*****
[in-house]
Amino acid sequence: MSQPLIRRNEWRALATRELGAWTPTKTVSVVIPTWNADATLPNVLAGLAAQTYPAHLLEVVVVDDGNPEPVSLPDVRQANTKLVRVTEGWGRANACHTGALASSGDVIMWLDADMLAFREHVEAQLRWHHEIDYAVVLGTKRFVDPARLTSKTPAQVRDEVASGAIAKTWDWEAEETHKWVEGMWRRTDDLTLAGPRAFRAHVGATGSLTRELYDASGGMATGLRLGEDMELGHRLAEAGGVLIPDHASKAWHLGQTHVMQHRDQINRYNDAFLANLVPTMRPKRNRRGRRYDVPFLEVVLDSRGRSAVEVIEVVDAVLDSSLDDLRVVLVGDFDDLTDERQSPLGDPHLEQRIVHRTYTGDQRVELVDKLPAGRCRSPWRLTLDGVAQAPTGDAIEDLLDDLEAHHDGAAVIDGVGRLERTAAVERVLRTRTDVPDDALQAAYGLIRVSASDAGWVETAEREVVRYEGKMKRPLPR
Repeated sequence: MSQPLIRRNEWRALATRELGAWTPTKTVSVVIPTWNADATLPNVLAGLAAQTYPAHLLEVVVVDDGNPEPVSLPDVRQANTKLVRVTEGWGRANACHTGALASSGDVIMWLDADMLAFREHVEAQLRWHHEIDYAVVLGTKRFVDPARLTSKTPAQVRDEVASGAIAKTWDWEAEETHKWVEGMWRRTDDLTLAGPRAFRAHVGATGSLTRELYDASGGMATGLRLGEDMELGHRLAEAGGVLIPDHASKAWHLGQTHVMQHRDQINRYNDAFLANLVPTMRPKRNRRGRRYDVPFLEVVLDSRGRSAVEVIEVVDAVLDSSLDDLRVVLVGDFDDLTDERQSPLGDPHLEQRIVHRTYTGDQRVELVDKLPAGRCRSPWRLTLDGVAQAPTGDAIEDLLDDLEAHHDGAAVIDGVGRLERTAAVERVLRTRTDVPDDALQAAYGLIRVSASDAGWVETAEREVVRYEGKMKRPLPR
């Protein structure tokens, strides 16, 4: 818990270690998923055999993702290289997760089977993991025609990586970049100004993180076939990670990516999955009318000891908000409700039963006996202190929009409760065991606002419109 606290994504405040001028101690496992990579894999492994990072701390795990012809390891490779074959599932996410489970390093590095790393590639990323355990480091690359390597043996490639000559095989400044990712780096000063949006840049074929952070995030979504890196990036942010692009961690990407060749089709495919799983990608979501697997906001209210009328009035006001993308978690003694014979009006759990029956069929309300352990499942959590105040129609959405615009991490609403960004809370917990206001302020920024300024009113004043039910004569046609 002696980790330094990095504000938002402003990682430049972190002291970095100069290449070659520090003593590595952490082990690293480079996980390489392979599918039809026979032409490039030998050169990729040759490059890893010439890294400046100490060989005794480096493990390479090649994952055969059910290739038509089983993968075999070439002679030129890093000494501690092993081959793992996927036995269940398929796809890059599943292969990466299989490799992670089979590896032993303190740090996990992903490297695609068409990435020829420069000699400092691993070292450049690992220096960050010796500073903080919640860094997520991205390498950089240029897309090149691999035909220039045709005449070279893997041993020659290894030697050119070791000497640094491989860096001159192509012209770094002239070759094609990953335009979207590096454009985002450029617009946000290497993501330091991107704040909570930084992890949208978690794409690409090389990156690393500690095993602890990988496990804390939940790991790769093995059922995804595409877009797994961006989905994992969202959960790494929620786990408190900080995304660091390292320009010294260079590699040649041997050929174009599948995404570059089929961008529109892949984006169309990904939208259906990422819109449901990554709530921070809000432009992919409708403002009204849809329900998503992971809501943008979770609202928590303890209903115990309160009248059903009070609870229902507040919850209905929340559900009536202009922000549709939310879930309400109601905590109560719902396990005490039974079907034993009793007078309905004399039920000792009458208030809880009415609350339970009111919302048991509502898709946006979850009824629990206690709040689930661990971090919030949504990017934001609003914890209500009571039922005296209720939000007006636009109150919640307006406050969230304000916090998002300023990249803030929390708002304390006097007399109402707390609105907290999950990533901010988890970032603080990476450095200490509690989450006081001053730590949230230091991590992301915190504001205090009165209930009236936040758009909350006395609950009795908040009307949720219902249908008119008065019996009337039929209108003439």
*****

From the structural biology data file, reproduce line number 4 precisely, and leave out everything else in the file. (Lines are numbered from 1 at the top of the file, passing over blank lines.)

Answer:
């Protein structure tokens, strides 16, 4: 818990270690998923055999993702290289997760089977993991025609990586970049100004993180076939990670990516999955009318000891908000409700039963006996202190929009409760065991606002419109 606290994504405040001028101690496992990579894999492994990072701390795990012809390891490779074959599932996410489970390093590095790393590639990323355990480091690359390597043996490639000559095989400044990712780096000063949006840049074929952070995030979504890196990036942010692009961690990407060749089709495919799983990608979501697997906001209210009328009035006001993308978690003694014979009006759990029956069929309300352990499942959590105040129609959405615009991490609403960004809370917990206001302020920024300024009113004043039910004569046609 002696980790330094990095504000938002402003990682430049972190002291970095100069290449070659520090003593590595952490082990690293480079996980390489392979599918039809026979032409490039030998050169990729040759490059890893010439890294400046100490060989005794480096493990390479090649994952055969059910290739038509089983993968075999070439002679030129890093000494501690092993081959793992996927036995269940398929796809890059599943292969990466299989490799992670089979590896032993303190740090996990992903490297695609068409990435020829420069000699400092691993070292450049690992220096960050010796500073903080919640860094997520991205390498950089240029897309090149691999035909220039045709005449070279893997041993020659290894030697050119070791000497640094491989860096001159192509012209770094002239070759094609990953335009979207590096454009985002450029617009946000290497993501330091991107704040909570930084992890949208978690794409690409090389990156690393500690095993602890990988496990804390939940790991790769093995059922995804595409877009797994961006989905994992969202959960790494929620786990408190900080995304660091390292320009010294260079590699040649041997050929174009599948995404570059089929961008529109892949984006169309990904939208259906990422819109449901990554709530921070809000432009992919409708403002009204849809329900998503992971809501943008979770609202928590303890209903115990309160009248059903009070609870229902507040919850209905929340559900009536202009922000549709939310879930309400109601905590109560719902396990005490039974079907034993009793007078309905004399039920000792009458208030809880009415609350339970009111919302048991509502898709946006979850009824629990206690709040689930661990971090919030949504990017934001609003914890209500009571039922005296209720939000007006636009109150919640307006406050969230304000916090998002300023990249803030929390708002304390006097007399109402707390609105907290999950990533901010988890970032603080990476450095200490509690989450006081001053730590949230230091991590992301915190504001205090009165209930009236936040758009909350006395609950009795908040009307949720219902249908008119008065019996009337039929209108003439």